(THIS IS A SPOILER-FREE REVIEW)
The soul of this entire film rests in two lines of dialogue from this movie, both of which will be explored in this article.
While the story behind “Logan” is ultimately about Wolverine helping a child cross a border into safe territory, the real story—and the message of the movie—lies within the character of Logan himself. As I watched this film for my second time, what didn’t hit me as strongly the first time was how metaphorical and relevant the message is for everyone watching. I’ll explain exactly what I mean by that later in this article. But to start off, Logan, at its core, is about humanity, and how we as humanity—when we strip away the belief in something greater than the meaning of our Earthly existence—cannot effectively explain why we even consider waking up tomorrow.
THE HUMANITY OF WOLVERINE
Throughout his 17-year-career as the Wolverine, Hugh Jackman continued to dig deeper into the identity of the character of James Howlett–Logan’s name before the adamantium claws came out. The more Hugh dug into the humanity of Wolverine, the less plastic-like and one-dimensional the character was and the more relatable and likable he became. The claws became heroic rather than horrific because Logan used them to save his friends and innocent people from the harm of dangerous enemies. In all the nine previous X-Men films which included Wolverine (two of those being cameos), Logan’s claws did more work defining him more than anything about his character. Marvel merely tickled the surface in “X-Men Origins: Wolverine,” inviting some backstory to complement the character leading the original three X-Men films. But even in “Origins,” Wolverine remained very close to the corner of the room, hiding the majority of his true colors in the dark. In Logan, James Mangold–the film’s writer and director—truly allows transparency to shine on humility of James Howlett, and we finally get to see the human behind the claws.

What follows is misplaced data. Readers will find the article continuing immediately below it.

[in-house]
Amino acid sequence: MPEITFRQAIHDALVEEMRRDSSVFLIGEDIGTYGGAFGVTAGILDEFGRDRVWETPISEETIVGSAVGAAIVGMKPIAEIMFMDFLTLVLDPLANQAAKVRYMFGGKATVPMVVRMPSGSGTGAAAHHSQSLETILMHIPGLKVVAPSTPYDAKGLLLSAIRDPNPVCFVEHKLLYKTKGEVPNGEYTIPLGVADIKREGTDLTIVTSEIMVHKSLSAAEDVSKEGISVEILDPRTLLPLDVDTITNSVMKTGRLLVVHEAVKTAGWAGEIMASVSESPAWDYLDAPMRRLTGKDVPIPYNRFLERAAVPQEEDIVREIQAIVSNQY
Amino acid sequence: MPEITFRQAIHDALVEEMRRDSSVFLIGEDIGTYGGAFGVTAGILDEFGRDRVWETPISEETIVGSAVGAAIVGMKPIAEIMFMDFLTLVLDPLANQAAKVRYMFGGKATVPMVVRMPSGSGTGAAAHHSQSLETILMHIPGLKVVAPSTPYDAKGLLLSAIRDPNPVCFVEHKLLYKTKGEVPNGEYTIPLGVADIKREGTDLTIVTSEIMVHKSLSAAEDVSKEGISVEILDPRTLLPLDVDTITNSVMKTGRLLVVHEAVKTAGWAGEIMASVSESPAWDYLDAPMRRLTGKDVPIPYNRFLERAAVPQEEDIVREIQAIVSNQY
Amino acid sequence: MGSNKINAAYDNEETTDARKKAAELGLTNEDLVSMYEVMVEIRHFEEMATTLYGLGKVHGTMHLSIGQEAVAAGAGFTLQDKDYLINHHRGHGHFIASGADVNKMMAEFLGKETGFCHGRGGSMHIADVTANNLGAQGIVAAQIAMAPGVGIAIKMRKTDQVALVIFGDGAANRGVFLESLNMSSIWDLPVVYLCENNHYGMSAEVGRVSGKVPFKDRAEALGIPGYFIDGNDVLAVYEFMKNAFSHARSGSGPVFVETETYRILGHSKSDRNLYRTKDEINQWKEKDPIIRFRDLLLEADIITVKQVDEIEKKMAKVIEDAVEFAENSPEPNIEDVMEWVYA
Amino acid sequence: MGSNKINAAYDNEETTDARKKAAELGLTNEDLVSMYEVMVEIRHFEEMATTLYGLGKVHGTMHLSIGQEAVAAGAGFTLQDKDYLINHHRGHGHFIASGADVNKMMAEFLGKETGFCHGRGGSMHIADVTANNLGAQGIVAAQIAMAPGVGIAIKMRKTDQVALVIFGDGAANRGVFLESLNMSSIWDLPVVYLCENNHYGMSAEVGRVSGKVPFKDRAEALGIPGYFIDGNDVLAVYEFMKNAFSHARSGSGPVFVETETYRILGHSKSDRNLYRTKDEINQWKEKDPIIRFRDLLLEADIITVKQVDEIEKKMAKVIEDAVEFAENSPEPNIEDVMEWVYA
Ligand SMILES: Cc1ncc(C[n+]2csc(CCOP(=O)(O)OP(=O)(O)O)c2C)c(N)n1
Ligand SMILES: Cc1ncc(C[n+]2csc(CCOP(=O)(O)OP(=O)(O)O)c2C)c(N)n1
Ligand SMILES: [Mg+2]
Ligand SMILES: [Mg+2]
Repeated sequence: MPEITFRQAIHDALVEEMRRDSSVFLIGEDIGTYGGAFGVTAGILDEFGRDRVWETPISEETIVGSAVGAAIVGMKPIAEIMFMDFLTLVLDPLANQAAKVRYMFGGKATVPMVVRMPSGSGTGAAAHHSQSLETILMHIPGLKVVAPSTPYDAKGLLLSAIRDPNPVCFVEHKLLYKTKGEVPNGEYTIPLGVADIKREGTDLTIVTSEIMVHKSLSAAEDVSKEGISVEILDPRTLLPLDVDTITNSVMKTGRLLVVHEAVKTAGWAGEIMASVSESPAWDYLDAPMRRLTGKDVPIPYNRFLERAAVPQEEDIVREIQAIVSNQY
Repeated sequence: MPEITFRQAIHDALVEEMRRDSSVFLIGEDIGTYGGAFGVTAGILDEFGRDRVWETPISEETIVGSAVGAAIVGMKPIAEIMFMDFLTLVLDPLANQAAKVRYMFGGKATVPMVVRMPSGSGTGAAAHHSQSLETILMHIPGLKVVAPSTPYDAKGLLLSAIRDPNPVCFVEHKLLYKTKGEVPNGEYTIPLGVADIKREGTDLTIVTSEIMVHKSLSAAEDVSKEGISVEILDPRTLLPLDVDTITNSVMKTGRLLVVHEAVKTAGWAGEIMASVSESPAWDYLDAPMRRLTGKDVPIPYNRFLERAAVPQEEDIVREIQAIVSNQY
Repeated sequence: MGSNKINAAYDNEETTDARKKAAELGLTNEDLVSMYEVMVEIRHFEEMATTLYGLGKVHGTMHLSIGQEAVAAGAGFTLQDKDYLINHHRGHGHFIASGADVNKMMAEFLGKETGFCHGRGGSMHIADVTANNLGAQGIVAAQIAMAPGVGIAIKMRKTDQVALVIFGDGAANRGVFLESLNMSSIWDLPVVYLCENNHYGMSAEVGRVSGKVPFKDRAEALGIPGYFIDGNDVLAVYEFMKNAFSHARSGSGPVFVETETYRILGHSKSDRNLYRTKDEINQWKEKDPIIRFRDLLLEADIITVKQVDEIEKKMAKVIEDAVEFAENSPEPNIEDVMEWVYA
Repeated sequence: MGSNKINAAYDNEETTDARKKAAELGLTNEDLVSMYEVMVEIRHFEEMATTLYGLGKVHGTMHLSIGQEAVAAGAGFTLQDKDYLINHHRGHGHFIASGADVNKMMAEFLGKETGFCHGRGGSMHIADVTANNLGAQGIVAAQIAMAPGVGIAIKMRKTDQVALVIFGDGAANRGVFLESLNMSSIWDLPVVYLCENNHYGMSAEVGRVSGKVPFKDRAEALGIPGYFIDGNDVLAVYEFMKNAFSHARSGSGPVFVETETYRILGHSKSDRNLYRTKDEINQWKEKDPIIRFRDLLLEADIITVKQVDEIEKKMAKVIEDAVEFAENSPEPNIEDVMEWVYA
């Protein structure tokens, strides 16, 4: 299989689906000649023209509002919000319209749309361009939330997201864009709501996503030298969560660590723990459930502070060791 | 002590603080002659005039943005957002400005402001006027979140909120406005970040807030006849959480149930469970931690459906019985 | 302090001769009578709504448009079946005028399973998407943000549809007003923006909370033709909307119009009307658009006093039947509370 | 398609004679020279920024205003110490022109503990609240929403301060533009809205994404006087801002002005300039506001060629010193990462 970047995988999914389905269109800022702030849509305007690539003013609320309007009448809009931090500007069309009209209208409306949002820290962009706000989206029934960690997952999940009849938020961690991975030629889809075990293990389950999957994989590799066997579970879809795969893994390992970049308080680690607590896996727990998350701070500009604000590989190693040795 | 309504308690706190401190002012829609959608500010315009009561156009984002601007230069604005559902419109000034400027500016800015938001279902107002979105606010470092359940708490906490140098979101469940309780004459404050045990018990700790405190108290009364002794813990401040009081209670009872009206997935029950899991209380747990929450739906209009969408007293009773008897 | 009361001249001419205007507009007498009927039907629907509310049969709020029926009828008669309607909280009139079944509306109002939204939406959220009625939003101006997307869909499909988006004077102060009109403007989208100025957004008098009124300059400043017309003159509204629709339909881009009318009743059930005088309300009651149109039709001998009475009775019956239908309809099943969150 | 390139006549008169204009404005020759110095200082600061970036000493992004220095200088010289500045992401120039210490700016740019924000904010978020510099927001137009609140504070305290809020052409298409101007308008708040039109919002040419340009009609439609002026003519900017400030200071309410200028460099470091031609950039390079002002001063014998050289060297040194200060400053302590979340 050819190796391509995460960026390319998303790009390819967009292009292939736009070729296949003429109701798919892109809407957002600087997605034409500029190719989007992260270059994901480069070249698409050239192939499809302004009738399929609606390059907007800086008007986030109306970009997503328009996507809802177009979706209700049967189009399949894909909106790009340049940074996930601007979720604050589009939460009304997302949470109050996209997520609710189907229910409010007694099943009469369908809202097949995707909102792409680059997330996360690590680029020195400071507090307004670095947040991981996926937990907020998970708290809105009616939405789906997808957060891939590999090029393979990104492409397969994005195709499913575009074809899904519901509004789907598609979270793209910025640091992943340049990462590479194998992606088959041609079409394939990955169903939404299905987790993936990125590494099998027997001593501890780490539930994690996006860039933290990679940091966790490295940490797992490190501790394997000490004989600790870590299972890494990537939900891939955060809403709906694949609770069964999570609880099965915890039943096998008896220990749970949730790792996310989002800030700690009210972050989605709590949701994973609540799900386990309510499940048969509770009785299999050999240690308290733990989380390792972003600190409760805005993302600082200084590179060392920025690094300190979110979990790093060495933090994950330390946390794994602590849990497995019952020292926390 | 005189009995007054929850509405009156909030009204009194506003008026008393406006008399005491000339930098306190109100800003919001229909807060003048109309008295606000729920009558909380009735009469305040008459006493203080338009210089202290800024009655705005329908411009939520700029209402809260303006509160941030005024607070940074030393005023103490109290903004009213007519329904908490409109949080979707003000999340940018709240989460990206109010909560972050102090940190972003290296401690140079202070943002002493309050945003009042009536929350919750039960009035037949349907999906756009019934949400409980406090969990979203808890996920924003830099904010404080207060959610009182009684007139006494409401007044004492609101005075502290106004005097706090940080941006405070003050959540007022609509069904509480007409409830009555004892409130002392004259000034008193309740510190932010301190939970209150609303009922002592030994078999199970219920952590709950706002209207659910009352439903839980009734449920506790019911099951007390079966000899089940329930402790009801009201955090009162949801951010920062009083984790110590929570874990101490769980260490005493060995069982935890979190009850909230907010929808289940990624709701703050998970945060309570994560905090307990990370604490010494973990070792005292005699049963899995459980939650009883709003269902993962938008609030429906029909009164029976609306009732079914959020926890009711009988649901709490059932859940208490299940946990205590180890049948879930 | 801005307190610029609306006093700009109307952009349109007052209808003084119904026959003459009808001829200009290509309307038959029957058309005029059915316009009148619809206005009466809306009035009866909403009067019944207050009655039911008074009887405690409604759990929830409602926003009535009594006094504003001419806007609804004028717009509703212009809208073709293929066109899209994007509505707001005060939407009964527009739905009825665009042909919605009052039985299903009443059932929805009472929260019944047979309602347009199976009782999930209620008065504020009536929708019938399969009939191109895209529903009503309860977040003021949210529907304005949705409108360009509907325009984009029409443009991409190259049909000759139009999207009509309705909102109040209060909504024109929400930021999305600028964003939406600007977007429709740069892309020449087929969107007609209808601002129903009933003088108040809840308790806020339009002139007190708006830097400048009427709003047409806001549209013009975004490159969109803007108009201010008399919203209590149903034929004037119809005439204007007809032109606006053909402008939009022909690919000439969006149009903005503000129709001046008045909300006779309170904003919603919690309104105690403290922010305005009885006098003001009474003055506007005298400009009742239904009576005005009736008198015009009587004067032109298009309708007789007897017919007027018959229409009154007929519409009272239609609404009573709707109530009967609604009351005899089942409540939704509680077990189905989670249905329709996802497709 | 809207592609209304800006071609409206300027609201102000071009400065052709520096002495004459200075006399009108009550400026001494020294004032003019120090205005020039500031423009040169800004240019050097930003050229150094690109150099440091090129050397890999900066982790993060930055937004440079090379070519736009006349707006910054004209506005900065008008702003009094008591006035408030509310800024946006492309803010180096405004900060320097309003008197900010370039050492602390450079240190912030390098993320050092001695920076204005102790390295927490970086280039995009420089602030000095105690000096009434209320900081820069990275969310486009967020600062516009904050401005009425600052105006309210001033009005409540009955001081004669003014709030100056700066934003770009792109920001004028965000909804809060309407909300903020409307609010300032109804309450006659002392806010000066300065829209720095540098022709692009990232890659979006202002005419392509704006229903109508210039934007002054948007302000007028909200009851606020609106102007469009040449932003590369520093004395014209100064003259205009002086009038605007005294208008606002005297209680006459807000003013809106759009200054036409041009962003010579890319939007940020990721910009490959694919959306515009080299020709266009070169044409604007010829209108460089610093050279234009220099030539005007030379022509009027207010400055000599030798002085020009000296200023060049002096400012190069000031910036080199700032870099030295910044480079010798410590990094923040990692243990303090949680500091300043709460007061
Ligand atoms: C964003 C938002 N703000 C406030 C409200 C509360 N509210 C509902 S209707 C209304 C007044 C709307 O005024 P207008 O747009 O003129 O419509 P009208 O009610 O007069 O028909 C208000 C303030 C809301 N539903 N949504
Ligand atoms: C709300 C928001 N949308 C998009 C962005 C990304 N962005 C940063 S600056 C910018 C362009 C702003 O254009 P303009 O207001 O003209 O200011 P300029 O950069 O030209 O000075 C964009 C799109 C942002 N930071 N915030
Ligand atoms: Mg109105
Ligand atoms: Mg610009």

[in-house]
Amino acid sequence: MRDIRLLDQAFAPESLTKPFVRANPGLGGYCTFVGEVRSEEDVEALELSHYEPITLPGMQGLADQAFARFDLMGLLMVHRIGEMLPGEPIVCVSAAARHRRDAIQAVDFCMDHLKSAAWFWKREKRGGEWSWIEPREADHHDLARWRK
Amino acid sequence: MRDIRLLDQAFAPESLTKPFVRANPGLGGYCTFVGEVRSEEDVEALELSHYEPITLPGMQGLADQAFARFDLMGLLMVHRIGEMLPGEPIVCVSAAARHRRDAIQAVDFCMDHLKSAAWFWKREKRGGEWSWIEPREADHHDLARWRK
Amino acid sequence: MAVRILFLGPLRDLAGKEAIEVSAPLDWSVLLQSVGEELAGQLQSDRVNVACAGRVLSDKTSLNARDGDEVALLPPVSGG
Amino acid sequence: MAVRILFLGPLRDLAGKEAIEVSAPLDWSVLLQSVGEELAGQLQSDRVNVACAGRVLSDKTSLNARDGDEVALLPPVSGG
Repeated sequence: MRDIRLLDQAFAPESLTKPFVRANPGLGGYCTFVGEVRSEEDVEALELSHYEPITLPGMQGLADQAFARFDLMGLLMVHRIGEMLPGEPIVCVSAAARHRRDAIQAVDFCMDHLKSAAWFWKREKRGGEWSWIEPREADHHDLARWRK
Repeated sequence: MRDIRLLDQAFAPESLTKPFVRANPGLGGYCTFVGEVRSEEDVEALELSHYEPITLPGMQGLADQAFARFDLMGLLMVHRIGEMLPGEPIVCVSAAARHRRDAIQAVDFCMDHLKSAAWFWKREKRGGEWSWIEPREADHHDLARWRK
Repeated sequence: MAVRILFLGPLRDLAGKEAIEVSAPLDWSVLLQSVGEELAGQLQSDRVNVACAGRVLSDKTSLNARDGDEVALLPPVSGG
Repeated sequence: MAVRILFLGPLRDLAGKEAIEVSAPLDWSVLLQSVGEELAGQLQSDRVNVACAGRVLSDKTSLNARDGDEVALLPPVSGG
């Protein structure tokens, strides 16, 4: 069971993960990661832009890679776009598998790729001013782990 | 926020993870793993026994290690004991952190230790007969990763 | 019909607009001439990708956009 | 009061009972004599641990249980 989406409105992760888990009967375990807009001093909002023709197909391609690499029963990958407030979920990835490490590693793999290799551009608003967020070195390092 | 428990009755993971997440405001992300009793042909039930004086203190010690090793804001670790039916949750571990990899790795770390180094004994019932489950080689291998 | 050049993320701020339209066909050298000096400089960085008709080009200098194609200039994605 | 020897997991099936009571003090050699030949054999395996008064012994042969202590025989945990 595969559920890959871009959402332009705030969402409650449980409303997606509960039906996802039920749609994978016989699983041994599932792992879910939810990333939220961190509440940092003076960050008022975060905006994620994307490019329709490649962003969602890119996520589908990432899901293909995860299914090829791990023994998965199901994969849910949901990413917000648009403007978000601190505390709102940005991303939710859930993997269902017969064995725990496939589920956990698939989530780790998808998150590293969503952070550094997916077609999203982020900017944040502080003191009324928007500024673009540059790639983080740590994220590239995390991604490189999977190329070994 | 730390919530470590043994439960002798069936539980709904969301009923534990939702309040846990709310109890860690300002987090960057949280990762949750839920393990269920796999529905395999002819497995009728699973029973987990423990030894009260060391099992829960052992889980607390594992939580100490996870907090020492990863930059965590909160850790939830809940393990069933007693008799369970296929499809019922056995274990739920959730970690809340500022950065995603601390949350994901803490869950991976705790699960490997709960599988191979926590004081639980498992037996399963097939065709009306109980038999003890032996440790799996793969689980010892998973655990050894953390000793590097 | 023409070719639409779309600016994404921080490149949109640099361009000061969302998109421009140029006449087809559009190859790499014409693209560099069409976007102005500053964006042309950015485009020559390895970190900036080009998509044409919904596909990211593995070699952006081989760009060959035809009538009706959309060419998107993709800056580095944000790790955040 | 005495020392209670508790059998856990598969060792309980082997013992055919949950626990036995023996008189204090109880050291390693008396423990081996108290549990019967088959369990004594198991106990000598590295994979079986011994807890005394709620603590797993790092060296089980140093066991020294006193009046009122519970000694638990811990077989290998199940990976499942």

This, above all the other aspects of the film to be recognized, is what made this film not so much a Marvel comic-book adaptation, but more of a character study of the famous and well-recognized antihero. While there is still plenty of action, the true strength behind this film is the character development, and James Mangold does not hold back from telling a complete story. By the time the credits roll, we have learned something significant not only about Logan, but about ourselves—and this happens through sentimental, carefully drawn-out storytelling.
I will return to Logan, but there is a point that must be made before I continue which will add layers of depth to our understanding of the beautiful, rich story behind Mangold’s film.
HOLLYWOOD’S SUBSTITUTE FOR GOD